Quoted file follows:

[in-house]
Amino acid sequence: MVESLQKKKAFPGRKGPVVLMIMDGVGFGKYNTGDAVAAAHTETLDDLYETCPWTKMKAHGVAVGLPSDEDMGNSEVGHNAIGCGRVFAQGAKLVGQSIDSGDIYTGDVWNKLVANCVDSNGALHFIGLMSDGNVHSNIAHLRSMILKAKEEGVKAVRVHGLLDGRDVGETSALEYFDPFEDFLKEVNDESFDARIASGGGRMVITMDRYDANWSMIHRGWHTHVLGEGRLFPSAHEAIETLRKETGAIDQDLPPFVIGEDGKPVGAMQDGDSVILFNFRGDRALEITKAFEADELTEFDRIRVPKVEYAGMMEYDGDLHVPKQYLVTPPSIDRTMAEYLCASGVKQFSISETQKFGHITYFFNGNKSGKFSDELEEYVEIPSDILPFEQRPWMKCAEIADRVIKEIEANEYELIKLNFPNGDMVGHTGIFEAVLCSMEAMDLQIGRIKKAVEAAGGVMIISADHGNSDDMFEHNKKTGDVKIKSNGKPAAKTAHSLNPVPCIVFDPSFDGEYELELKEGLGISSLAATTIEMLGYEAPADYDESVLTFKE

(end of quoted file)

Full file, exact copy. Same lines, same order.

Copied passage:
[in-house]
Amino acid sequence: MVESLQKKKAFPGRKGPVVLMIMDGVGFGKYNTGDAVAAAHTETLDDLYETCPWTKMKAHGVAVGLPSDEDMGNSEVGHNAIGCGRVFAQGAKLVGQSIDSGDIYTGDVWNKLVANCVDSNGALHFIGLMSDGNVHSNIAHLRSMILKAKEEGVKAVRVHGLLDGRDVGETSALEYFDPFEDFLKEVNDESFDARIASGGGRMVITMDRYDANWSMIHRGWHTHVLGEGRLFPSAHEAIETLRKETGAIDQDLPPFVIGEDGKPVGAMQDGDSVILFNFRGDRALEITKAFEADELTEFDRIRVPKVEYAGMMEYDGDLHVPKQYLVTPPSIDRTMAEYLCASGVKQFSISETQKFGHITYFFNGNKSGKFSDELEEYVEIPSDILPFEQRPWMKCAEIADRVIKEIEANEYELIKLNFPNGDMVGHTGIFEAVLCSMEAMDLQIGRIKKAVEAAGGVMIISADHGNSDDMFEHNKKTGDVKIKSNGKPAAKTAHSLNPVPCIVFDPSFDGEYELELKEGLGISSLAATTIEMLGYEAPADYDESVLTFKE